Challenging China’s Measurements and Exploring Confidence Measures



“Politicians use statistics in the same way that a drunk uses lamp posts—for support rather than illumination.”

As Scottish poet Andrew Lang reminds us, statistics should be read critically. The assembly of economic results is constrained by data limitations, distorted by methodology changes and spun for political purposes. Despite these inherent flaws, it is foundational for making decisions, assessing progress and comparing outcomes across countries. The onus is on every nation to provide the most accurate data possible.

China has long been suspected of not taking this spirit to heart. Its reported economic growth has been unusually robust and smooth, leading to doubts that art is being combined with science in the compilation of economic output. Observers have generally chosen to look the other way, but heightened suspicions of incomplete or inaccurate data are adding uncertainty to what is already an uncertain situation for China’s economy.

Measurement errors are unavoidable in an economy, particularly in emerging economies as large as China. But skepticism about the accuracy of the official Chinese data has intensified. As we wrote last year, the Chinese economy has witnessed impressive growth thanks to a blend of reforms and “steroids” (government-financed investments). Over the past four decades, China’s share of the world economy has risen from 2.7% in 1980 to around 16% in 2018.

Weekly Economic Commentary - 08/16/19 - Chart 1

While Chinese policy has certainly boosted growth, recent studies suggest there has been another factor behind the impressive results. China transitioned to the United Nations’ System of National Accounts in 1993, which uses the value-added approach to measuring gross domestic product (GDP). Despite this, the country has long been criticized for over-estimating growth and smoothing out the variations in real economic data.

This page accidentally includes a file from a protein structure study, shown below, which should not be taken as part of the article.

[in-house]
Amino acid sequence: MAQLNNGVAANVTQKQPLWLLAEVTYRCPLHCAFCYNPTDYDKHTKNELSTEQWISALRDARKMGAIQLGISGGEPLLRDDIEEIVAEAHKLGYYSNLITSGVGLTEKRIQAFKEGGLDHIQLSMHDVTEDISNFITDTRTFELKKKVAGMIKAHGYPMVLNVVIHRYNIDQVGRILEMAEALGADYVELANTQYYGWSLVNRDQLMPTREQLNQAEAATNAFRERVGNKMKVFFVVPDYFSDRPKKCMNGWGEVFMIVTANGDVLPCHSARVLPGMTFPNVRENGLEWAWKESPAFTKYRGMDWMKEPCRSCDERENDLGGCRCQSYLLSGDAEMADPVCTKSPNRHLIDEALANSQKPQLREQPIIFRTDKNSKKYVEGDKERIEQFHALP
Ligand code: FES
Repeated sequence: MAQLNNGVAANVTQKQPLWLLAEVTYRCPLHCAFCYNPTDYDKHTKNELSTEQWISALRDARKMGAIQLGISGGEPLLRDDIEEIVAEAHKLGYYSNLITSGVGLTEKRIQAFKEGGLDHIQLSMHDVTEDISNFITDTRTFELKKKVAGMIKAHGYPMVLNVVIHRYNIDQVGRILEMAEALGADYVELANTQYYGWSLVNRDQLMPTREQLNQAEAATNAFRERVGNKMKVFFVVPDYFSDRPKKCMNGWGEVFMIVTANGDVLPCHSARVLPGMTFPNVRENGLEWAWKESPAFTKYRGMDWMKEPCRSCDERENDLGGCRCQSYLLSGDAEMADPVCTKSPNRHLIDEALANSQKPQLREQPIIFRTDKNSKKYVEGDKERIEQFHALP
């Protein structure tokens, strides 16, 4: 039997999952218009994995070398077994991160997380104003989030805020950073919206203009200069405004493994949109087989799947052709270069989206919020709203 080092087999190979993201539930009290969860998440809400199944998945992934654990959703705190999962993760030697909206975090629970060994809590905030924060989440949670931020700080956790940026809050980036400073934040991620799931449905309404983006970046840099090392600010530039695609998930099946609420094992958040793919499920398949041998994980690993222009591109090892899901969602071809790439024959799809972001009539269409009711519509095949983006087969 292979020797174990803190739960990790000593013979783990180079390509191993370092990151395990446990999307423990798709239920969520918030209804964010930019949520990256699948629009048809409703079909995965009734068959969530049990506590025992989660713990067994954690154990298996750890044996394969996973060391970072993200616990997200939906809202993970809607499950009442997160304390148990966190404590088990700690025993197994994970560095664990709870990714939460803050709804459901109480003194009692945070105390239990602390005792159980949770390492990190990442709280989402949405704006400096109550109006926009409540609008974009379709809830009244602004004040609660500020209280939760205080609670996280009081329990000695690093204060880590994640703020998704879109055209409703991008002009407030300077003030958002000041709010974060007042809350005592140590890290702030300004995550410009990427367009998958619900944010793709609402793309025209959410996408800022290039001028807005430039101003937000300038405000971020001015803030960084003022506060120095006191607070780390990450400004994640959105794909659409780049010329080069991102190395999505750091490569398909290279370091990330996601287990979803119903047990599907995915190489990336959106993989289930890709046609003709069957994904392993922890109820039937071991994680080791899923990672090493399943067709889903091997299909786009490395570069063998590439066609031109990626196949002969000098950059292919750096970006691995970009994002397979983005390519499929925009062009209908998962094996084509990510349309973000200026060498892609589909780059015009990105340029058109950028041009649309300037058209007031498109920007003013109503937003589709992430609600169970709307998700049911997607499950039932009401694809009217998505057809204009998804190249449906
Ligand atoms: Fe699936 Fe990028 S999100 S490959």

China’s National Bureau of Statistics (NBS), originally created to track agriculture and production in state-owned enterprises, is the agency in charge of economic accounting in China. The NBS uses the estimates of local GDP provided by local governments to arrive at official national GDP and its components. The system is rather unique when compared to an emerging market like India where all the required data points are collected and aggregated at the Central Statistics Office and used to arrive at GDP numbers.

“Chinese policymakers are well aware of the data discrepancies.”

But the devil is in the details, in this case the hierarchical structure. Though local statistical bureaus follow the NBS’ uniform statistical procedures, regional officials are rewarded for meeting growth and investment targets. This gives them an incentive to inflate output data.

That said, the NBS is aware of such biases and does adjust figures using data it collects independently. Hence, the accuracy of the final official GDP and components relies on the extent of manipulation by local bureaus, data that the NBS has and the NBS’ effort to sanitize that data.